The incredible illustration above, showing a receiving room stacked from floor to nearly the ceiling with crated typewriters, comes to us from a trade catalog issued by the Smith Typewriter Sales Co. in 1924.
It’s quickly obvious that every case contains an L. C. Smith & Bros. machine – the company had in recent times converted to handling only this make, after its original founder, Harry A. Smith, returned and took back control of the company. In fact, Smith himself had (after a failed venture to construct brand new machines) first become an employee of L. C. Smith & Bros. directly in exchanged machines before re-acquiring control of his old firm. This company had originally been the Harry A. Smith Typewriter Company, but that name was shifted to the “new typewriter” venture when that started; the rebuilt venture became “Smith Typewriter Sales.”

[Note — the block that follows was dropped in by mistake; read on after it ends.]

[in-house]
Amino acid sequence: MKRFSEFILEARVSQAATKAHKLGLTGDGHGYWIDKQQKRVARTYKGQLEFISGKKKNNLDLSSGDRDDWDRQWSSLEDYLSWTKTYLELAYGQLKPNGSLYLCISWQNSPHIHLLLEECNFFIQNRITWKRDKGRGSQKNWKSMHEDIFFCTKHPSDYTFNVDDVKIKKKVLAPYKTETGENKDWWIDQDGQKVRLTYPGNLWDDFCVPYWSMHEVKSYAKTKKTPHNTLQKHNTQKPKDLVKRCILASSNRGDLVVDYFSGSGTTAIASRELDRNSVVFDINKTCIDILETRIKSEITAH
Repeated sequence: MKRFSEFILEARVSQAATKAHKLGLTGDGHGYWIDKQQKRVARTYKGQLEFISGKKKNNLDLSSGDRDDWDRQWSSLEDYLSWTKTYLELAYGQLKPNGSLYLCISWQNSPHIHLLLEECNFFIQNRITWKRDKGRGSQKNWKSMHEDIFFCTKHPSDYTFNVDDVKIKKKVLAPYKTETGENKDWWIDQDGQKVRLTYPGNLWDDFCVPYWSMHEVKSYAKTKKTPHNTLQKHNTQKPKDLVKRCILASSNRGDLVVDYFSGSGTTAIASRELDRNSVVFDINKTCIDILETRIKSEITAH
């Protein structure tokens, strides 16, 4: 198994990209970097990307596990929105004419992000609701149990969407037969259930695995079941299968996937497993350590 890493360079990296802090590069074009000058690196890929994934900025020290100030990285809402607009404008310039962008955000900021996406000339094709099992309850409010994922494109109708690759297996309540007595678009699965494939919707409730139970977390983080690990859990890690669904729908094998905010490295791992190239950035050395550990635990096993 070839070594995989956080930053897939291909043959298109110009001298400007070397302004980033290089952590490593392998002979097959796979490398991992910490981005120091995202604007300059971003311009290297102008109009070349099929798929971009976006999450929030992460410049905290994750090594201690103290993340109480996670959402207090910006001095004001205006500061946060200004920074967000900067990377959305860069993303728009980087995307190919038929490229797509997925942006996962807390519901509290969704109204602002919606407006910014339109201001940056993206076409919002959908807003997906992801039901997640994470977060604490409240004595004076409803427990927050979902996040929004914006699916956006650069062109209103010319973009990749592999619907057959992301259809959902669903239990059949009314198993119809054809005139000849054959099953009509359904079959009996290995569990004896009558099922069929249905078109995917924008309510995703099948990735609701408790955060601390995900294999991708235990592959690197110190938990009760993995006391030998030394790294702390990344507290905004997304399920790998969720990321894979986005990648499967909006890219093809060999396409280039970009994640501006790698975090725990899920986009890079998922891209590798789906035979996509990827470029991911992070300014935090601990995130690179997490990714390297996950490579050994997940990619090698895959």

The building seen above — now, long gone — housed the final location for the company, which moved a number of times after its founding in 1911. This building was at 360 East Grand Avenue, Chicago. Descriptions of the facility lead to the conclusion that the typewriter company did not occupy all of this building.
Getting back to bringing in the machines, it should be noted that the trade catalog stated that the company bought “in large quantities, having bought as many as 4000 typewriters at one time.” In previous years, before becoming associated with the Smith Bros.’ company (there was no relation between the Smith Brothers and Harry A. Smith, it must be said) Harry A. Smith advertised that he would buy machines “in lots from ten to one hundred,” and he seems to have acquired all manner of machines from all manner of sources. No matter what the arrangement, the single time purchase of four thousand machines just helps to show the volume that was available in dealing in rebuilt typewriters.